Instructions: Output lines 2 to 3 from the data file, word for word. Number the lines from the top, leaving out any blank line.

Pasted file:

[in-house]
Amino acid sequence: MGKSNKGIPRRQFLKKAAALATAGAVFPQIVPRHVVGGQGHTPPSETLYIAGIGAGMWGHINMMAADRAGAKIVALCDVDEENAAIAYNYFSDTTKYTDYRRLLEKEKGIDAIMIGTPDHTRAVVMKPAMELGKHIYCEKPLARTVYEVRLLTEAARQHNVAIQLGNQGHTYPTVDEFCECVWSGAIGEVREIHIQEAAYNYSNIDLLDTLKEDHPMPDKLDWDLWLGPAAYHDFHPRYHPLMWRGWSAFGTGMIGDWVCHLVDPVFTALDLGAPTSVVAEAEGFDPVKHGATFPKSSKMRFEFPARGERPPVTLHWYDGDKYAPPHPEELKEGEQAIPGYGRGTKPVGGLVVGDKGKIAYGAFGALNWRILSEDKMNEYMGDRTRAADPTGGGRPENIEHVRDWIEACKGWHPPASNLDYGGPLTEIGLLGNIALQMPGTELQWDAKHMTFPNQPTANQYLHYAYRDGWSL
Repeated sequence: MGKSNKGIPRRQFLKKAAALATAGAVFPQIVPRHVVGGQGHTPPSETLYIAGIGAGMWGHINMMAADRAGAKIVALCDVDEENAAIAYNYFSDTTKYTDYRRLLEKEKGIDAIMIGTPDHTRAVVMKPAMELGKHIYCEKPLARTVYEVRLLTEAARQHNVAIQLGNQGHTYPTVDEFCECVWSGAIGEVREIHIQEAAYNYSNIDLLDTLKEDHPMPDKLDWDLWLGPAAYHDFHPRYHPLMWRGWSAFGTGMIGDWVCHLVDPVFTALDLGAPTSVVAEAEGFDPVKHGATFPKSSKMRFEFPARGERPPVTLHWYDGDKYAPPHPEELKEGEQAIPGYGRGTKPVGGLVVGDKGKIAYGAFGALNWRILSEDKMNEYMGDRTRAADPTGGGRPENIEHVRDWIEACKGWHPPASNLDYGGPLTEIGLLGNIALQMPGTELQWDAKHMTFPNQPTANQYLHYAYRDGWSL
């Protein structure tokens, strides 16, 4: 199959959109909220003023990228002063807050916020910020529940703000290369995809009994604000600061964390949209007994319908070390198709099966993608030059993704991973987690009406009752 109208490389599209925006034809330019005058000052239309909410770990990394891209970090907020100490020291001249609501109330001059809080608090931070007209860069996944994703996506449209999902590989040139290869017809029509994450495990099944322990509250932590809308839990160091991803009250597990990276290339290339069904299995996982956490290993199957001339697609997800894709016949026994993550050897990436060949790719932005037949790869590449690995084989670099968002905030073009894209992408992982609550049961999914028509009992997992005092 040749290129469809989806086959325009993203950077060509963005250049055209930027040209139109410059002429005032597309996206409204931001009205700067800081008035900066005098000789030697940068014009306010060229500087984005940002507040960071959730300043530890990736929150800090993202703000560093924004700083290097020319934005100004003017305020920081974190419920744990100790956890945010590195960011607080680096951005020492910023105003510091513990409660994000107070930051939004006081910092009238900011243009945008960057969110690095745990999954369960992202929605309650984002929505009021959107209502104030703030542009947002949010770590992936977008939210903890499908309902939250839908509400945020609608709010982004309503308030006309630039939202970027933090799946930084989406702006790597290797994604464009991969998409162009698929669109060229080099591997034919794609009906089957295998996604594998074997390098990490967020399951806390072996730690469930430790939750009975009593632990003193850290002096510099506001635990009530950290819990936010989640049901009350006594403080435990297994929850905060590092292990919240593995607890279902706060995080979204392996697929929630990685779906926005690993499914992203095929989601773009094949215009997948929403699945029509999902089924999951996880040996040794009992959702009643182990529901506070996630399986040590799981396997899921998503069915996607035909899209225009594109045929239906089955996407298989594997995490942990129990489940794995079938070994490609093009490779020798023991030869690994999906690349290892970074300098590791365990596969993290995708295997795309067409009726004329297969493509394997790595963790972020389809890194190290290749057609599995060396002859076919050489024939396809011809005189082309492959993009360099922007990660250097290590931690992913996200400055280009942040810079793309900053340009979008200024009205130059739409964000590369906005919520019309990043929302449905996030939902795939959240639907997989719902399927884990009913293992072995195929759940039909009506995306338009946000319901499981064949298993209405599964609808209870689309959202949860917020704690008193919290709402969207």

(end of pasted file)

Amino acid sequence: MGKSNKGIPRRQFLKKAAALATAGAVFPQIVPRHVVGGQGHTPPSETLYIAGIGAGMWGHINMMAADRAGAKIVALCDVDEENAAIAYNYFSDTTKYTDYRRLLEKEKGIDAIMIGTPDHTRAVVMKPAMELGKHIYCEKPLARTVYEVRLLTEAARQHNVAIQLGNQGHTYPTVDEFCECVWSGAIGEVREIHIQEAAYNYSNIDLLDTLKEDHPMPDKLDWDLWLGPAAYHDFHPRYHPLMWRGWSAFGTGMIGDWVCHLVDPVFTALDLGAPTSVVAEAEGFDPVKHGATFPKSSKMRFEFPARGERPPVTLHWYDGDKYAPPHPEELKEGEQAIPGYGRGTKPVGGLVVGDKGKIAYGAFGALNWRILSEDKMNEYMGDRTRAADPTGGGRPENIEHVRDWIEACKGWHPPASNLDYGGPLTEIGLLGNIALQMPGTELQWDAKHMTFPNQPTANQYLHYAYRDGWSL
Repeated sequence: MGKSNKGIPRRQFLKKAAALATAGAVFPQIVPRHVVGGQGHTPPSETLYIAGIGAGMWGHINMMAADRAGAKIVALCDVDEENAAIAYNYFSDTTKYTDYRRLLEKEKGIDAIMIGTPDHTRAVVMKPAMELGKHIYCEKPLARTVYEVRLLTEAARQHNVAIQLGNQGHTYPTVDEFCECVWSGAIGEVREIHIQEAAYNYSNIDLLDTLKEDHPMPDKLDWDLWLGPAAYHDFHPRYHPLMWRGWSAFGTGMIGDWVCHLVDPVFTALDLGAPTSVVAEAEGFDPVKHGATFPKSSKMRFEFPARGERPPVTLHWYDGDKYAPPHPEELKEGEQAIPGYGRGTKPVGGLVVGDKGKIAYGAFGALNWRILSEDKMNEYMGDRTRAADPTGGGRPENIEHVRDWIEACKGWHPPASNLDYGGPLTEIGLLGNIALQMPGTELQWDAKHMTFPNQPTANQYLHYAYRDGWSL